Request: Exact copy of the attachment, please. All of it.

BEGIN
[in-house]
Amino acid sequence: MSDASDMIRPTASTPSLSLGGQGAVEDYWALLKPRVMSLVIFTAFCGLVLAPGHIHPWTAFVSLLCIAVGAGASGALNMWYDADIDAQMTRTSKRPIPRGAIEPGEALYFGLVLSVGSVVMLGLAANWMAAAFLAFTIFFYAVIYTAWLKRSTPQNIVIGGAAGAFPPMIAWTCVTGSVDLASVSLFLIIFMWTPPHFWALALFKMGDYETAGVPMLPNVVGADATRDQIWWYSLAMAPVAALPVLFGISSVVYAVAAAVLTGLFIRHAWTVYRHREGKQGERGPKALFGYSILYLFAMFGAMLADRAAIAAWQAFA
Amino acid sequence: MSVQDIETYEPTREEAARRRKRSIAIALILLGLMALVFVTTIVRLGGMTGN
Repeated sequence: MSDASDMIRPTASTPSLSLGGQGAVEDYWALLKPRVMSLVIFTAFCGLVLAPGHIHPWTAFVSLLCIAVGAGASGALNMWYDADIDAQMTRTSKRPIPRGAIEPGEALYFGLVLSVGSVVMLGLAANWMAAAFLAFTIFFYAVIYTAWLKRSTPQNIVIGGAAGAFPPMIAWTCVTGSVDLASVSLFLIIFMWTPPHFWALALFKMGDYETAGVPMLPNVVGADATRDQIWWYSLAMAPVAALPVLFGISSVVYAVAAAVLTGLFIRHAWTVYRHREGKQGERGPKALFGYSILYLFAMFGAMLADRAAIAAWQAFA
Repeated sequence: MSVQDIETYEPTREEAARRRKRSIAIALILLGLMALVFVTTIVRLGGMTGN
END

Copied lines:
[in-house]
Amino acid sequence: MSDASDMIRPTASTPSLSLGGQGAVEDYWALLKPRVMSLVIFTAFCGLVLAPGHIHPWTAFVSLLCIAVGAGASGALNMWYDADIDAQMTRTSKRPIPRGAIEPGEALYFGLVLSVGSVVMLGLAANWMAAAFLAFTIFFYAVIYTAWLKRSTPQNIVIGGAAGAFPPMIAWTCVTGSVDLASVSLFLIIFMWTPPHFWALALFKMGDYETAGVPMLPNVVGADATRDQIWWYSLAMAPVAALPVLFGISSVVYAVAAAVLTGLFIRHAWTVYRHREGKQGERGPKALFGYSILYLFAMFGAMLADRAAIAAWQAFA
Amino acid sequence: MSVQDIETYEPTREEAARRRKRSIAIALILLGLMALVFVTTIVRLGGMTGN
Repeated sequence: MSDASDMIRPTASTPSLSLGGQGAVEDYWALLKPRVMSLVIFTAFCGLVLAPGHIHPWTAFVSLLCIAVGAGASGALNMWYDADIDAQMTRTSKRPIPRGAIEPGEALYFGLVLSVGSVVMLGLAANWMAAAFLAFTIFFYAVIYTAWLKRSTPQNIVIGGAAGAFPPMIAWTCVTGSVDLASVSLFLIIFMWTPPHFWALALFKMGDYETAGVPMLPNVVGADATRDQIWWYSLAMAPVAALPVLFGISSVVYAVAAAVLTGLFIRHAWTVYRHREGKQGERGPKALFGYSILYLFAMFGAMLADRAAIAAWQAFA
Repeated sequence: MSVQDIETYEPTREEAARRRKRSIAIALILLGLMALVFVTTIVRLGGMTGN